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  • Cited by 5
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    This article has been cited by the following publications. This list is generated based on data provided by CrossRef.

    Aijazi, Omer 2015. Theorizing a Social Repair Orientation to Disaster Recovery: Developing Insights for Disaster Recovery Policy and Programming. Global Social Welfare, Vol. 2, Issue. 1, p. 15.

    Raviola, Giuseppe Eustache, Eddy Oswald, Catherine and Belkin, Gary S. 2012. Mental Health Response in Haiti in the Aftermath of the 2010 Earthquake: A Case Study for Building Long-Term Solutions. Harvard Review of Psychiatry, Vol. 20, Issue. 1, p. 68.

    De Vos, Jan 2011. Psychologization or the discontents of psychoanalysis. Psychoanalysis, Culture & Society, Vol. 16, Issue. 4, p. 354.

    Bailey, Simon 2010. The DSM and the dangerous school child. International Journal of Inclusive Education, Vol. 14, Issue. 6, p. 581.

    Furedi, Frank 2008. Fear and Security: A Vulnerability-led Policy Response. Social Policy & Administration, Vol. 42, Issue. 6, p. 645.



  • DOI:
  • Published online: 01 July 2004

This paper critically analyses from a political sociology standpoint the international conceptualization of war-affected populations as traumatized and in need of therapeutic interventions. It argues for the importance of looking beyond the epidemiological literature to understand trauma responses globally. The paper explores how the imperative for international psychosocial programmes lies in developments within donor countries and debates in their humanitarian sectors over the efficacy of traditional aid responses. The aim of the paper is threefold. First, it discusses the emotional norms of donor states, highlighting the psychologizing of social issues and the cultural expectations of individual vulnerability. Second it examines the demoralization of humanitarianism in the 1990s and how this facilitated the rise of international psychosocial work and the psychologizing of war. Third, it draws attention to the limitations of a mental health model in Croatia, a country which has been receptive to international psychosocial programmes. Finally it concludes that the prevalent trauma approaches may inhibit recovery and argues for the need to re-moralize resilience.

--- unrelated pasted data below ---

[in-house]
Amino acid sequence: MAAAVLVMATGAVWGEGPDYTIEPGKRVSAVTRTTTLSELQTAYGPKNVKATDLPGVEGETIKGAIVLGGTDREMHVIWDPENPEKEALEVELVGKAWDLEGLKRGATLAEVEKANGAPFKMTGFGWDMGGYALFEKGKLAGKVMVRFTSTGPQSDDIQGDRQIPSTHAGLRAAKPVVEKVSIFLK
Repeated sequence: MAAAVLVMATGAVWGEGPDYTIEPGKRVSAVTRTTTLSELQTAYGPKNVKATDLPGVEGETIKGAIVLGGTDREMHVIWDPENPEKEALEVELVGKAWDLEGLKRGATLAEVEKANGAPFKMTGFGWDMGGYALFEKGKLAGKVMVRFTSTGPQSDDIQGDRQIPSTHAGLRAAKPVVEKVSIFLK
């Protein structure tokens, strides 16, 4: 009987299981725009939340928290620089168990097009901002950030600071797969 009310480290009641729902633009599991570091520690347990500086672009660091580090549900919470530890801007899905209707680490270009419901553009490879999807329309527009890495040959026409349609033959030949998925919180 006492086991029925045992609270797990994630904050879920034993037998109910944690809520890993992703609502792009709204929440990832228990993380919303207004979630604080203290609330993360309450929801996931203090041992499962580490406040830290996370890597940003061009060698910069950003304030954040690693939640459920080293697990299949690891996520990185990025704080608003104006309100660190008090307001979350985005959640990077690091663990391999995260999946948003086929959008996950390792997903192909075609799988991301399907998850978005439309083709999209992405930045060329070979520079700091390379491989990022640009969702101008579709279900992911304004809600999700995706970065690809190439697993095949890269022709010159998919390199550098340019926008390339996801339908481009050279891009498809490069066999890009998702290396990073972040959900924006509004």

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Journal of Biosocial Science
  • ISSN: 0021-9320
  • EISSN: 1469-7599
  • URL: /core/journals/journal-of-biosocial-science
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